His analysis is a vast oversimplification; Schulzke too narrowly focuses on human soldiers. In reality, his quote should say that locals can interpret the presence of foreign influence rather than just soldiers. Due to language barriers, robots could be programmed to be more effective at communicating with indigenous populations than humans. Furthermore, robots could just as easily perform humanitarian functions like distributing food and medical supplies as human soldiers. I fail to see how locals could not analyze the actions of robots and determine whether they are a positive or negative force in their community.

    • Word count: 1552
  10. Platonic love. The Symposium and the Phaedrus. Each of these works is a different expression of Plato's view on love.

    Each of these words presents a different concept. ρως (eros) is the most commonly used version of the word. It is associated with romantic love and desire. This passionate love was often referred to as madness and was responsible for disastrous results such as war or murder. This is the Platonic concept that will be discussed later. á¼γάπη (agape) is a love that refers to a deep rooted love like the love of a mother for a child or a long-lasting marriage. Φιλία (philia) is the most general kind as it often refers to friendship.

    • Word count: 2972
  11. Jackson aims to establish, by way of his Knowledge Argument, that the world has non-physical features. Reconstruct and assess this argument

    Jackson, who believes these non-physical features are vital to someone?s knowledge of the world, uses thought experiments to justify his viewpoints. In one example, Jackson introduces a situation with a man, Fred, who can hypothetically distinguish two different colors, red1 and red2, while the rest of the world can only distinguish what we currently know as ?red.? Fred proves his ability to distinguish these two colors and says that the difference between red1 and red2 are as apparent to him as the difference between yellow and blue.

    • Word count: 2496
  12. In both Immanuel Kants Groundwork of the Metaphysics of Morals and John Stuart Mills Utilitarianism, the authors give several strong, well structured arguments on the composition of ethics.

    Rephrased, Kant calls these two choices the categorical imperative (from duty), which is completely unconditional in its call for action, and the hypothetical imperative (according to duty), which has one or more conditions that have to be satisfied for an action to be initiated. Further elaborating on this subject, Kant postulates two different forms of the categorical imperative; the first says that one should only act in accordance with a maxim that he or she wills to be a universal law (often known as the concept of universalization), while the second states that others should be treated only as an end, not merely as a means to an end.

    • Word count: 1980
  13. Plato and Aristotle on Learning through Imitation

    By allowing ourselves to learn from various secondary sources, evaluating the possibilities of the absolute truth become clearer. In De Poetica, Aristotle explores the possibilities of learning through imitation. He describes how people find imitations less disturbing and easier to learn from than the real subjects. Rather than witnessing a gruesome war, learning about the war through art or literature is easier to mentally handle. ?Experience: though the objects themselves may be painful to see, we delight to view the most realistic representations of them in art, the forms for example of the lowest animals and of dead bodies.? (Aristotle 1457)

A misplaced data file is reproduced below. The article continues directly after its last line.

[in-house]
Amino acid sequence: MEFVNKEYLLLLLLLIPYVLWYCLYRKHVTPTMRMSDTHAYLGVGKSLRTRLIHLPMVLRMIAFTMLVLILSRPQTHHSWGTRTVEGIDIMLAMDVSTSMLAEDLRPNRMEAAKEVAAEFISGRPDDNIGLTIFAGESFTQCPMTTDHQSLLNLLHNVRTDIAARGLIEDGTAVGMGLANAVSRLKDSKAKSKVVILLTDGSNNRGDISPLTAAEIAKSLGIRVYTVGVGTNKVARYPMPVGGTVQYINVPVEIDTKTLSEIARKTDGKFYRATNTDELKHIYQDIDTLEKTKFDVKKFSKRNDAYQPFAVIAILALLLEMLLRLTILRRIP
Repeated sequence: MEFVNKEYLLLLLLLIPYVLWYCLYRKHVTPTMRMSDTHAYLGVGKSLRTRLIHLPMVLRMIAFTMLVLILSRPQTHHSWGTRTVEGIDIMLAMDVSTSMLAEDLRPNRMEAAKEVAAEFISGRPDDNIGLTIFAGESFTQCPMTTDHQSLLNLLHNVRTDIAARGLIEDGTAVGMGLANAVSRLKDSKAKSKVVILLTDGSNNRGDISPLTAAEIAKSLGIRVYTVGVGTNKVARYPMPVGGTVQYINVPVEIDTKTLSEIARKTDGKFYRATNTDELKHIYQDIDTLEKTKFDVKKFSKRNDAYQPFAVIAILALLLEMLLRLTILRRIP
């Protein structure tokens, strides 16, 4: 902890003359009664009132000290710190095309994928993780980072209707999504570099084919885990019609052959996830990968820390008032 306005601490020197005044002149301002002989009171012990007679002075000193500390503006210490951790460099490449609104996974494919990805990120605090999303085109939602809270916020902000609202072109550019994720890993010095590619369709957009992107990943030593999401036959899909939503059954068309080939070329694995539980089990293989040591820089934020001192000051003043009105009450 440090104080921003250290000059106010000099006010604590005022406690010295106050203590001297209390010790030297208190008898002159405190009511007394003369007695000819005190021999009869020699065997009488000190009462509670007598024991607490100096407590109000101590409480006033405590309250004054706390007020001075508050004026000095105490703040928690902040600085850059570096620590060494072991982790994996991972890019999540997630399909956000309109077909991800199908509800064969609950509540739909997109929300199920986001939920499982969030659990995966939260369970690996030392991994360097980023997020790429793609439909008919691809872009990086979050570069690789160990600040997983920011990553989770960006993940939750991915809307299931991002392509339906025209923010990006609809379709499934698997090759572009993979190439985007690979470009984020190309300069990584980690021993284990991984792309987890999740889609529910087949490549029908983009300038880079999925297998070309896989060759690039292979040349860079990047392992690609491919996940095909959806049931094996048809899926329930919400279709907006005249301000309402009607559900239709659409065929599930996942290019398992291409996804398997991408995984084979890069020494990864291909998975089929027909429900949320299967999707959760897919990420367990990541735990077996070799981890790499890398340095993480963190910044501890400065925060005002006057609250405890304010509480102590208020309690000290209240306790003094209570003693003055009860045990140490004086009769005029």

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  14. Euthanasia: Murder under a nice name

    Stories like Carol?s roam the realms of the heated discussions of euthanasia that rattle many of our medical discussions. The questions about legalizing euthanasia run deep in human history. It has troubled and brought a lot of anguish to the generations from the past and present and, will continue puzzling those to come. Euthanasia-in others words called ?mercy killing?- came from the Greek origin ?easy death? or ?good death?. In the past euthanasia was viewed very differently than it is interpreted in today?s society. Euthanasia used to signify the ending of a person?s suffering and pain, but after war world two the Nazis used this term to cover up the deaths of thousands of deaths of those that were deemed unfit to society.

    • Word count: 1358
  15. Is there an explanatory gap such that even perfect knowledge of the physical facts could never be sufficient to predict a persons conscious states?

    The ?explanatory gap? The ?Point of view? of someone?s conscious states The possibility of inverted qualia 1. The ?explanatory gap? Human beings are intelligent creatures, who have in time discovered a lot of physical information about the world around us. Using sciences like physics, chemistry and biology; we have been provided with a great deal of information about the world we live in, and also about ourselves and other human beings. However these physical facts never seem to be sufficient enough to have perfect knowledge of our mental states. Knowing a lot about neuroscience gets us quite far, but it seems that there are certain features of our sensations or consciousness that can never be explained in physical terms.

    • Word count: 1763
  16. Using texts from Pauls letters, what does he mean by Justification by faith?

    The insufficiency of mosaic law sparks the idea that Galatians are the fulfillment of the promised end of the jewish religion. Furthermore, in Galatians, which held a primarily gentile christian audience, Paul was arguing that gentile christians need not follow the Torah and that faith in Jesus and his faith in the lord was all that was necessary. ?...we know that a person is justified not by the works of the law but through the faith of Jesus Christ.? Justification then, in Paul?s eyes, transcends the workings of the law and is found both through complete faith in Jesus and faith in his own love for his father.